House of Representatives: O’Toole says he is fighting Trudeau’s injuries-his morals
Conservative Party leader Erin O’Toole knows that the restrictions imposed by the COVID-19 pandemic put him at a competitive disadvantage compared to Prime Minister Justin Trudeau and may participate in the election campaign this summer .
In the final interview aired on CBC on Saturday houseO’Toole admitted that since he became leader in August last year, opinion polls have consistently placed his party behind the ruling Liberal Party.
He said that as travel and conference restrictions begin to relax nationwide, and Zoom phones are replaced by province-by-province zooming, this can be made up in the coming weeks.
“We are basically where we started, just like this country-waiting to reopen,” he said. “And only one political party has a plan. We launched a five-point recovery plan in March to get people to work.”
CBC News: House of Representatives19:05Opposition leader Irene O’Toole looks ahead to the next election
‘People will hear the news’
The plan is called “Securing the Future” and includes a promise to restore 1 million jobs lost during the pandemic within a year, a new anti-corruption law, which will include stricter conflicts of interest and lobbying rules, And vowed to balance the budget for the next ten years.
“When we are back on the road, when we open around Canada’s National Day, when many provinces will reduce restrictions, people will hear this message,” he said. “And I think the government is often caught in moral scandals, constantly separating one part of the country from another, which makes me tired.”
A week before the annual summer vacation in the House of Representatives, O’Toole spent a lot of time piecing together the theme of a campaign platform that accused the Liberal Party of being more concerned with rewarding their political friends than helping Canadians recover from the pandemic. come.
Watch: O’Toole’s record of chasing Trudeau in the final QP before the summer vacation
“My question is simple for the prime minister-will he promise Canadians that he and his cabinet will never violate another law?” O’Toole said Wednesday, staring directly at the camera at a person at home. Prime Minister who participated in the questioning period during isolation.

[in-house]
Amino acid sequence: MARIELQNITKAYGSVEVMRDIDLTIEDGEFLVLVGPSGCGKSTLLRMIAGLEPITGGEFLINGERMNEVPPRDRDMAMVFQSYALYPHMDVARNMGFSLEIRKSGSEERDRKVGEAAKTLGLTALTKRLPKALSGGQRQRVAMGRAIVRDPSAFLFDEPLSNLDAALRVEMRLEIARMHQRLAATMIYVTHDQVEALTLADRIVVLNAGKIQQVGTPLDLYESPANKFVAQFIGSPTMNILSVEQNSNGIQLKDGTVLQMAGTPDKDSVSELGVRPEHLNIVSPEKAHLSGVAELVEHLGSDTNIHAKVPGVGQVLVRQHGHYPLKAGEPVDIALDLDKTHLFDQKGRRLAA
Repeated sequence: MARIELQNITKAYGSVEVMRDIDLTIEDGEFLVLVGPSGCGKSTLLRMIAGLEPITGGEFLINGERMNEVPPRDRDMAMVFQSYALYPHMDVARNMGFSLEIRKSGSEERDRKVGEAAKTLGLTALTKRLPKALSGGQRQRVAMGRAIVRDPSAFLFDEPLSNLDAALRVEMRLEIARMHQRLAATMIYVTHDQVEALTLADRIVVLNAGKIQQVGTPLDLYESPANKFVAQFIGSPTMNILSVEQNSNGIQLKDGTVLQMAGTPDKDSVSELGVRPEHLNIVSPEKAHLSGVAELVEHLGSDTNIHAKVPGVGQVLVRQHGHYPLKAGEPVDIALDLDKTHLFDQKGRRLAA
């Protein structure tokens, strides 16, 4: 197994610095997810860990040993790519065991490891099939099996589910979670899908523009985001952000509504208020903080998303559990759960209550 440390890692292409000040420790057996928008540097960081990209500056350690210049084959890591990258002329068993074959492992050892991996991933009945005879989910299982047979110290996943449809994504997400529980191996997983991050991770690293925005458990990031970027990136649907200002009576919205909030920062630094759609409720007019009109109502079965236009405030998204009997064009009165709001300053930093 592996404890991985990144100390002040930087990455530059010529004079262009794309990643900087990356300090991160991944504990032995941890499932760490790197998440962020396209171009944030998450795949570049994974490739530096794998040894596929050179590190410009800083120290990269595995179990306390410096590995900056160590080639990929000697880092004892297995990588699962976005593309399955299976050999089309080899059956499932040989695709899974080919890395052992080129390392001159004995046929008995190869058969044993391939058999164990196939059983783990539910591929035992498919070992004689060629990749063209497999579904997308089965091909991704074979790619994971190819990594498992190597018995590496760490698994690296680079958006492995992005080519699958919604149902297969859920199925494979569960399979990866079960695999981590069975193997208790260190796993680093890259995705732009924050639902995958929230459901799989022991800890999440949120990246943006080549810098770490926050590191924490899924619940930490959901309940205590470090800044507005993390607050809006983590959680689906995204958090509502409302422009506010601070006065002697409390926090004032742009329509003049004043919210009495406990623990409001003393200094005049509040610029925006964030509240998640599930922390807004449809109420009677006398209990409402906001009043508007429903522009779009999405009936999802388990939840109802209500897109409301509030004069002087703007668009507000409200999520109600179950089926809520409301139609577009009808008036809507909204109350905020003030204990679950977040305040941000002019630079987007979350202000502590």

Trudeau replied: “Although Conservative politicians focus on baseless personal attacks, we are unwaveringly focused on serving Canadians through the Progress Act.”
This obvious personal advantage—the opposition leader’s pursuit of the prime minister’s moral standards—is not a complete departure from Canadian politics.
The former leader of the New Democratic Party, Tom Mulcair, did this to the then Prime Minister Stephen Harper. O’Toole’s predecessor Andrew Schell tried the same strategy when Trudeau participated in the 2019 general election.
Facts have proved that this is not a successful strategy for opposition leaders.
O’Toole said that if Canadians vote later this summer, he thinks he will have a different result.
He made a list of the ethical lapses of the current government: The Federal Ethics Commissioner conducted three investigations into the Prime Minister, and two investigations into Bill Mono, the former Minister of Finance, who insisted that he had misconducted sexual acts against the former Secretary of Defense. The allegation is unknown to the staff.
“Well, I think people vote for their local councillors. They vote for political parties. They also vote based on leadership. I think Mr. Trudeau did not show moral leadership. This is very important to me,” he said.
“As a middle-class man from the suburbs of Toronto and serving in the military… Upholding justice, honesty and putting the country first are what I have done in my entire adult life. And I think Mr. Trudeau is different Culture.
“[It’s] It is not a personal attack on him. As I said, in terms of reconciliation and other things, I know he is sincere. He just never delivers and keeps letting people down. “
But O’Toole’s challenge is not limited to a more well-known opponent, who happens to be the prime minister.
With the relaxation of restrictions this summer, his first visit will be Alberta, the stronghold of the Conservative Party, where the separatist Mavericks are threatening to run for candidates. Governor Jason Kenney, one of O’Toole’s most prominent supporters, also faces his own government challenges in responding to the pandemic.
For O’Toole, Kenny and Ontario’s Conservative Governor Doug Ford and Manitoba’s Brian Pallister may be more of a burden than a promotion in the campaign.
O’Toole said he is not worried, and Canadians understand the difference between provincial and federal politics. He said he blamed the Trudeau government for the problems these governors faced during the pandemic.
He said: “This is a challenging environment for all governors because Ottawa approves vaccines, signs contracts and closes borders.” “If they make mistakes — they do — provinces will pay the price.
“I hope more Canadians will see the opportunity to move the country forward in a positive way. I just want them to look at the Conservative Party.”
Of course, O’Toole also hopes that Canadians like what they see.